Sunday, January 10, 2010


Several months ago, someone gave me this sage advice: "You don't need to oversell yourself in life, you just need to practice a little humility".

Interesting advice for someone whose basic definition of humility had rarely expanded from the thought that humble meant weak.

This particular advice was referenced to my professional life, but I do believe it carries over into everything personal. As a child, I don't think I would have been able to be humble, as most children are not. I was the youngest of three with divorced parents and subsequently a deceased father. I held close a constant fear that if I did not put myself out there ALL the time (I believe that's the overselling part in the aforementioned advice), I would simply be put back on the shelf to collect large amounts of dust. I garnered attention for being quirky, wild-minded and seriously smart. I acted on impulse in order to capture the largest percentage of an audience. I could command attention, positive or not.

As an adult, this process simply evolved rather than abating completely. I drank to become more emboldened. I became the "best" at everything so I could simply say that was so. And in this process, the word "humility" never passed through my transom. One of the reasons I began a career in advertising was likely to learn the true art of selling everything, including myself.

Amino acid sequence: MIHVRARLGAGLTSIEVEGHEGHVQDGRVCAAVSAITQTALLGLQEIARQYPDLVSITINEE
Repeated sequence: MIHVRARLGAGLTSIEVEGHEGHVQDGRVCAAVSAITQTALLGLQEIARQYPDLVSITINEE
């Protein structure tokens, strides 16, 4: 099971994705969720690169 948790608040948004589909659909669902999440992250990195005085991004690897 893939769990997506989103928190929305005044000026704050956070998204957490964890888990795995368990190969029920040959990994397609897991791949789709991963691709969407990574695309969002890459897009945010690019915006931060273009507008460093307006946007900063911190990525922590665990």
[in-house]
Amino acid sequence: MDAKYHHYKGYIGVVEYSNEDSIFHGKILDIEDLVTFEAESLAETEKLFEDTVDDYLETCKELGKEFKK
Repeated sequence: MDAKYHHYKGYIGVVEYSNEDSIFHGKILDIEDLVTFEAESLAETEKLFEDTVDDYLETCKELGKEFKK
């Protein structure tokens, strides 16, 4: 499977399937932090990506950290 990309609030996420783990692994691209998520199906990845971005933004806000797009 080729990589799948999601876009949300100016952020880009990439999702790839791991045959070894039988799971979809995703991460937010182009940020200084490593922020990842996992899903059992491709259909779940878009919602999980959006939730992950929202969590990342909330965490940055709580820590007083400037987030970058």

The reality is, this bravado that I created actually allowed me to keep the packaging sealed well. And the package, in my own perception, was damaged goods trying to be passed off at full sale. I was trying to sell someone that I hadn't quite become comfortable with and thus the bravado could seem at times contrived. Instead of learning about my surroundings and the people in them, I quickly jumped to the benefit of knowing and loving me. I would assume that I could just use my inherent gift for leadership and intellect to skate through the motions and get to the immediate gratification. I simply listened less and talked more. After I stopped drinking, I think this defense mechanism that I had cultivated for years became much more prominent. Now, I had a soapbox of sorts to actually allow my bravado to scream. I took my sobriety and ran to the top of the hill. I blogged, I lectured, I have been writing a book. I infiltrated this into my everyday life with gusto and rarely stopped to think about the core reasons for my decisions.

When I received this advice, I sat for hours. I looked up the definition. I researched humility like crazy. What a concept, I thought. I truly had never thought of adding this definition to my list of characteristics. The more I thought about this, the more I realized how much humility was missing from my life. The soapboxes I had carefully crafted suddenly seemed too big and too high. In my quest to sell everything I believed and conjured, I lost something in translation. I had been talking way too much in my life and not listening. The bravado was no longer empowerment but a hindrance to my ability to really understand who I wanted to be and how I would project that in my life.